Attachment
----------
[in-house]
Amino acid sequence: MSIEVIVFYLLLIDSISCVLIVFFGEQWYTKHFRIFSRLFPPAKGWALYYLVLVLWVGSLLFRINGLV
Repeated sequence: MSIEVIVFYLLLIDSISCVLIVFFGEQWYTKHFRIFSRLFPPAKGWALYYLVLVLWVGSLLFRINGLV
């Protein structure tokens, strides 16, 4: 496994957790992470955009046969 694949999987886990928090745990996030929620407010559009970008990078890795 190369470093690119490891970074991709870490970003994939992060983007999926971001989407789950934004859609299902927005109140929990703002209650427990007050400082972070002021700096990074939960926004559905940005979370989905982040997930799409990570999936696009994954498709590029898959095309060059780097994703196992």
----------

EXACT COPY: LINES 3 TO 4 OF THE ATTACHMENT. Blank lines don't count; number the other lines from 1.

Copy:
Repeated sequence: MSIEVIVFYLLLIDSISCVLIVFFGEQWYTKHFRIFSRLFPPAKGWALYYLVLVLWVGSLLFRINGLV
């Protein structure tokens, strides 16, 4: 496994957790992470955009046969 694949999987886990928090745990996030929620407010559009970008990078890795 190369470093690119490891970074991709870490970003994939992060983007999926971001989407789950934004859609299902927005109140929990703002209650427990007050400082972070002021700096990074939960926004559905940005979370989905982040997930799409990570999936696009994954498709590029898959095309060059780097994703196992």